NASA has invested tens of billions to develop its new SLS heavy launcher and the Orion capsule designed for missions beyond low orbit. NASA would like to go beyond the low orbit but for the moment it has not communicated other objectives. Yet other market players are moving fast. The Chinese manned space program, for example, has a precise and dated schedule : first a space station in orbit, then manned missions to the Moon and a lunar base. For the Mars target, private companies like SpaceX have visions that span decades. NASA has long clung to the Martian dream but it seems to be lost in half-projects and hesitations that does not fit the reputation of the US space agency. Fortunately, NASA performs well in other areas, such as robotic exploration. But 10 years ago we were sure that the first man on Mars would wear NASA’s spacesuit, which is far less obvious today.

NASA funds 22 innovation projects

– News of April 18, 2017 –

NASA has provided funding for 22 advanced innovation projects to address future issues in space exploration. These are feasibility studies, concepts, analyzes.

These projects are unlikely to see the light of day, but it is nevertheless very interesting to see how the engineers manage to solve, even theoretically, the main problems of space exploration.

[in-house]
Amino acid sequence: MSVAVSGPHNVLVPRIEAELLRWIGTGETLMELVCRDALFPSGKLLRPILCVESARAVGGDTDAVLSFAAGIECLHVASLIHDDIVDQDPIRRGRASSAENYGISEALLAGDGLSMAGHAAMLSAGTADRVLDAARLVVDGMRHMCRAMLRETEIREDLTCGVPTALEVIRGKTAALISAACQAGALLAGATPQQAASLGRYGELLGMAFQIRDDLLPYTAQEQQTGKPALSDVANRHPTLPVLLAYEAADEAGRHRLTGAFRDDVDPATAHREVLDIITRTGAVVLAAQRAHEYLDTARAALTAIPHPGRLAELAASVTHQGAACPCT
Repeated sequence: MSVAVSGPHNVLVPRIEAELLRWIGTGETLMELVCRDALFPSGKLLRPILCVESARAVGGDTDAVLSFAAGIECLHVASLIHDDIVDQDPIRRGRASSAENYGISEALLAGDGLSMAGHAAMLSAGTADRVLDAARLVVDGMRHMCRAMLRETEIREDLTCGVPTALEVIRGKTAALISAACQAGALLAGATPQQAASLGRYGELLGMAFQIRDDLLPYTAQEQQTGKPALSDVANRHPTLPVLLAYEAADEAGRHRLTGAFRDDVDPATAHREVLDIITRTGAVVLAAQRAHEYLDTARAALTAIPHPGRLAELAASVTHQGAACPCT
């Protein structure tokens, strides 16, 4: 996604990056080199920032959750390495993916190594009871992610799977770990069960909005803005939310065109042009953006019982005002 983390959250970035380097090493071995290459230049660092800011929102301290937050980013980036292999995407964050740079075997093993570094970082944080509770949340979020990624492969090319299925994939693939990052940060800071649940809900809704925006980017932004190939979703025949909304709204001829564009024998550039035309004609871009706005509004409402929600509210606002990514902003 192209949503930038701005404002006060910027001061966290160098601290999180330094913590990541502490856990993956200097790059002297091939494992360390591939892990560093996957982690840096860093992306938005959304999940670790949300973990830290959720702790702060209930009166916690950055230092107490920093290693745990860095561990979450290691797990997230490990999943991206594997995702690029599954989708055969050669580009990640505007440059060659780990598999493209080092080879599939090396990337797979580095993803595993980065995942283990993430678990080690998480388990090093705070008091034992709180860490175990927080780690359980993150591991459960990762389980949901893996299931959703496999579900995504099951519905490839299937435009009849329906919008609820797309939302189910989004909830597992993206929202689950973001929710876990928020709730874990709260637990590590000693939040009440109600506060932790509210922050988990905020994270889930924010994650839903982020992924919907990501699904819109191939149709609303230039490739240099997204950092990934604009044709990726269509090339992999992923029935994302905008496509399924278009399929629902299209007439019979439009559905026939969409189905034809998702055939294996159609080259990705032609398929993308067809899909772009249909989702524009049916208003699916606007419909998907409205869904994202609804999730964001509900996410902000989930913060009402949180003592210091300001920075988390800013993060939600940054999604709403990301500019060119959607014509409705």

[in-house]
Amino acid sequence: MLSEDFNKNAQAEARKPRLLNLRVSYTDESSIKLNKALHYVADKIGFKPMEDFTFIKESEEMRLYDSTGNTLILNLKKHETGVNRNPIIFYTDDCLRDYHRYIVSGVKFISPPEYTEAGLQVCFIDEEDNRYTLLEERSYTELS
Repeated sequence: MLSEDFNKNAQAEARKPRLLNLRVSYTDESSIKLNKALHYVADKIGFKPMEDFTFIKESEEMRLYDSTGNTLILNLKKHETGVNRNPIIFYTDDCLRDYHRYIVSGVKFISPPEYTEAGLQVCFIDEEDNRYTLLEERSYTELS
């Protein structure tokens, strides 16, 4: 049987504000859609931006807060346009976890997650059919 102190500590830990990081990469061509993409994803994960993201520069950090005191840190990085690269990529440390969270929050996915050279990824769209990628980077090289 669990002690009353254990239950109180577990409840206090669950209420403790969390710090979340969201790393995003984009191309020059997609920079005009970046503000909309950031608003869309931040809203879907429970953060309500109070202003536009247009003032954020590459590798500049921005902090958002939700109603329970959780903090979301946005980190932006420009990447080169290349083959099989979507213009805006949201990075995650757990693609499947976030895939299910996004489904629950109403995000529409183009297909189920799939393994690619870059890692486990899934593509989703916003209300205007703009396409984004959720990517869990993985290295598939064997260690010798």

In these 22 projects, there are interstellar propulsion systems using nuclear fusion or the Mach effect, technologies for the terra-transformation of Mars or telescope concepts. A propulsion system using the Woodward effect will be able to do without propellant, allowing much lighter vessels to be sent into space.

The NASA study will therefore be divided into three phases: the creation of laboratory models capable of providing steady and constant thrust, the design of a power supply capable of controlling this motor, and finally prediction models for determine the maximum performance of such a means of propulsion.

NASA believes that such a means of propulsion, if it is demonstrated and developed, could open the doors of stellar systems between 5 and 9 light years from our sun.

Logo by National Aeronautics and Space Administration [Public domain], via Wikimedia Commons